House prices are rising by more than €50 a day

Prices have risen by almost 47% on average since 2013

House prices are rising by more than €50 a day

File photo

A new report shows house prices nationally over the last year have risen by more than €50 on average every day.

The latest house price report released by Daft.ie says the national average list price is now almost €241,000 - 8.9% higher than a year ago.

It means that prices have risen by almost 47% on average from their lowest point in late 2013.

Source: Daft.ie

The annual rate of inflation in Dublin was 9.9% in the year to September. Daft says this is the second quarter in a row where it exceeds the rate in the rest of the country (8.2%).

The rate of inflation in Dublin has also exceeded the rate seen in each of the four other major cities for the first time since 2014.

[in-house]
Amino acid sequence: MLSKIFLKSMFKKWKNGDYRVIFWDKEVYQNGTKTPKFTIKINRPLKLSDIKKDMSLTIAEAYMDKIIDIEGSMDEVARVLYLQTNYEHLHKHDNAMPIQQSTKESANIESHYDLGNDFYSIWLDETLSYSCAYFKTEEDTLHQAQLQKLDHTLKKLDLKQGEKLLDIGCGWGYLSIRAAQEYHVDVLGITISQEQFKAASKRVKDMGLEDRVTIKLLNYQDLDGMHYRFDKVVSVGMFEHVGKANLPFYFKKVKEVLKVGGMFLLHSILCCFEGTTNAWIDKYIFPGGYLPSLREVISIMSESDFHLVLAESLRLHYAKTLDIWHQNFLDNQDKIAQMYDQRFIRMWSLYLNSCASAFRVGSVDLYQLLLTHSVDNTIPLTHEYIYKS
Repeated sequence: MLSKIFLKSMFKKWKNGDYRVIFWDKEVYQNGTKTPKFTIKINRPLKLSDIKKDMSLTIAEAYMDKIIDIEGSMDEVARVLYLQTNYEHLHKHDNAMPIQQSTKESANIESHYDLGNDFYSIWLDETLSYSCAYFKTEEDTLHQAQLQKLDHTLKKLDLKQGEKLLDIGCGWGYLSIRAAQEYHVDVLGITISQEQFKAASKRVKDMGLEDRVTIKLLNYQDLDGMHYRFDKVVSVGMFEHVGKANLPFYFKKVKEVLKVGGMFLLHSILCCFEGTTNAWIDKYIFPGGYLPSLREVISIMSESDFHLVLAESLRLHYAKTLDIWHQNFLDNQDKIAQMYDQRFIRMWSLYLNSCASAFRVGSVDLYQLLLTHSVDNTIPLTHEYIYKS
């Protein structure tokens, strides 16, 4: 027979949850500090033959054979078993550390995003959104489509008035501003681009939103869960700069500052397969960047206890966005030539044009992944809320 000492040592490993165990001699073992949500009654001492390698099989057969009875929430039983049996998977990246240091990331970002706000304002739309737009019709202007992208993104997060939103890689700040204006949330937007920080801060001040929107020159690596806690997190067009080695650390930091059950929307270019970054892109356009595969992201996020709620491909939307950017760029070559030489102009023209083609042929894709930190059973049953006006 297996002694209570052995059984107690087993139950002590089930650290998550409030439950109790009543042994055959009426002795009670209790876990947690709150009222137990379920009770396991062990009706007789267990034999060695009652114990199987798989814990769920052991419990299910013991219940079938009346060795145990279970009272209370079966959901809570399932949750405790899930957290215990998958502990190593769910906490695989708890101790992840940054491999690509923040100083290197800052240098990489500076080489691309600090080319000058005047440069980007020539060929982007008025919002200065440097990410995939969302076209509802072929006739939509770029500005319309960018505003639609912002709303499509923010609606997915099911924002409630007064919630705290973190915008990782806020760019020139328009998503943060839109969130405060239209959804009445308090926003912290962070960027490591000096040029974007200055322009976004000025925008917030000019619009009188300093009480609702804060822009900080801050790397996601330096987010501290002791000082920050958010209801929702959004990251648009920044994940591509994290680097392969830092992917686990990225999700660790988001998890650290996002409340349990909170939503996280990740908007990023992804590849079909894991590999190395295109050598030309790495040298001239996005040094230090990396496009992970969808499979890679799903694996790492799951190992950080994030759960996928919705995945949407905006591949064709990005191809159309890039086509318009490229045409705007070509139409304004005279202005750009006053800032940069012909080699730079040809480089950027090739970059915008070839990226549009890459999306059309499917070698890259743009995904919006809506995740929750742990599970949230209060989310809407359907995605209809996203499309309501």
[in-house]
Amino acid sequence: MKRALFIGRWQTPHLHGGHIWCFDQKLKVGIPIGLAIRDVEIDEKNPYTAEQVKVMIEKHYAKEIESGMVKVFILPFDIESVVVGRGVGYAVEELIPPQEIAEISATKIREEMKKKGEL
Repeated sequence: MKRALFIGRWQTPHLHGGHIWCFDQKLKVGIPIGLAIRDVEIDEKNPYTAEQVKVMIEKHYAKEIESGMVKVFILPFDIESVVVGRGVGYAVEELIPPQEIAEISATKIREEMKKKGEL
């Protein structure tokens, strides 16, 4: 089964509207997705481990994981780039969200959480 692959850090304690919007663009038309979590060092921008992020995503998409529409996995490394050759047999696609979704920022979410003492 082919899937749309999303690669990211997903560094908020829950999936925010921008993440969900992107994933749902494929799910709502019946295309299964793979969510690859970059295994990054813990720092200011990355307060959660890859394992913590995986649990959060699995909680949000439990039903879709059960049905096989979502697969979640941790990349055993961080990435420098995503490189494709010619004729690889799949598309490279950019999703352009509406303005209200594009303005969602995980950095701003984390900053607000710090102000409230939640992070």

In Cork, the change in prices over the last year has been 5.1%, its lowest in over three years, while in Galway the figure was 9.2%.

In both Limerick and Waterford cities, the rate was close to 8.5%, similar to the rate seen elsewhere in the country.

Source: Daft.ie

The number of properties available to buy on the market nationwide continues to fall, albeit at the slowest rate in over five years.

There were almost 24,000 properties on the market on September 1st - 4% lower than the same date a year previously.

Daft suggests this is from extra supply rather than less demand - with over 40,000 properties listed in the first eight months of the year, compared to 37,600 in the same period in 2016.

Source: Daft.ie

Commenting on the figures Ronan Lyons, author of the report, said: "The relaxation of the Central Bank rules on the minimum deposit would be expected to bring about a one-off jump in house prices, particularly in Dublin.

"This appears to have happened in the first half of the year, when prices in the capital rose by 10% in just six months.

"Since June, though, prices have largely been stable, suggesting the change in rules has run its course.

"Nonetheless, with a shortage in supply, largely due to the lack of new homes being built, there is little to suggest that house prices will fall in the months and years ahead."